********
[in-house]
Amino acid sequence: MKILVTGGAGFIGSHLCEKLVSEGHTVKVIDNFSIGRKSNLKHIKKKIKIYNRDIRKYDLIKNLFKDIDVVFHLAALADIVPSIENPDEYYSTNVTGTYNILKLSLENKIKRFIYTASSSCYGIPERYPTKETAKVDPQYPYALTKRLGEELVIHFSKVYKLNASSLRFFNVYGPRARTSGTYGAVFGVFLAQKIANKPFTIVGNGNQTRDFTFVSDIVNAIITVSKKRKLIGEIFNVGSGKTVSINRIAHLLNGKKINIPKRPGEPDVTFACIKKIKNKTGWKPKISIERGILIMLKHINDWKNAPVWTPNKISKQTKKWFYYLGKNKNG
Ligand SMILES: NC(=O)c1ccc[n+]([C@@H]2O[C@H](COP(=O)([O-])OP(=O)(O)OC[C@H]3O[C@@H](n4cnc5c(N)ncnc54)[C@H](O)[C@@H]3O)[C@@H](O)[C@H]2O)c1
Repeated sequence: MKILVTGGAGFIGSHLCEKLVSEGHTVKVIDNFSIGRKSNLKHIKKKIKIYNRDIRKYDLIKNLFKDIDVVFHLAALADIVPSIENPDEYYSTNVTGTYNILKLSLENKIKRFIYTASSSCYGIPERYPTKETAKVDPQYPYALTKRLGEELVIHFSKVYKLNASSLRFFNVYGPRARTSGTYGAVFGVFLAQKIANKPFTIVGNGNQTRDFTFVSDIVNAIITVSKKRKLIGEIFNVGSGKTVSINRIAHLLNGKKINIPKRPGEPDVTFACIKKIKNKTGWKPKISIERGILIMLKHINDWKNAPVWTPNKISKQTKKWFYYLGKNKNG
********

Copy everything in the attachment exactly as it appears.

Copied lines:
[in-house]
Amino acid sequence: MKILVTGGAGFIGSHLCEKLVSEGHTVKVIDNFSIGRKSNLKHIKKKIKIYNRDIRKYDLIKNLFKDIDVVFHLAALADIVPSIENPDEYYSTNVTGTYNILKLSLENKIKRFIYTASSSCYGIPERYPTKETAKVDPQYPYALTKRLGEELVIHFSKVYKLNASSLRFFNVYGPRARTSGTYGAVFGVFLAQKIANKPFTIVGNGNQTRDFTFVSDIVNAIITVSKKRKLIGEIFNVGSGKTVSINRIAHLLNGKKINIPKRPGEPDVTFACIKKIKNKTGWKPKISIERGILIMLKHINDWKNAPVWTPNKISKQTKKWFYYLGKNKNG
Ligand SMILES: NC(=O)c1ccc[n+]([C@@H]2O[C@H](COP(=O)([O-])OP(=O)(O)OC[C@H]3O[C@@H](n4cnc5c(N)ncnc54)[C@H](O)[C@@H]3O)[C@@H](O)[C@H]2O)c1
Repeated sequence: MKILVTGGAGFIGSHLCEKLVSEGHTVKVIDNFSIGRKSNLKHIKKKIKIYNRDIRKYDLIKNLFKDIDVVFHLAALADIVPSIENPDEYYSTNVTGTYNILKLSLENKIKRFIYTASSSCYGIPERYPTKETAKVDPQYPYALTKRLGEELVIHFSKVYKLNASSLRFFNVYGPRARTSGTYGAVFGVFLAQKIANKPFTIVGNGNQTRDFTFVSDIVNAIITVSKKRKLIGEIFNVGSGKTVSINRIAHLLNGKKINIPKRPGEPDVTFACIKKIKNKTGWKPKISIERGILIMLKHINDWKNAPVWTPNKISKQTKKWFYYLGKNKNG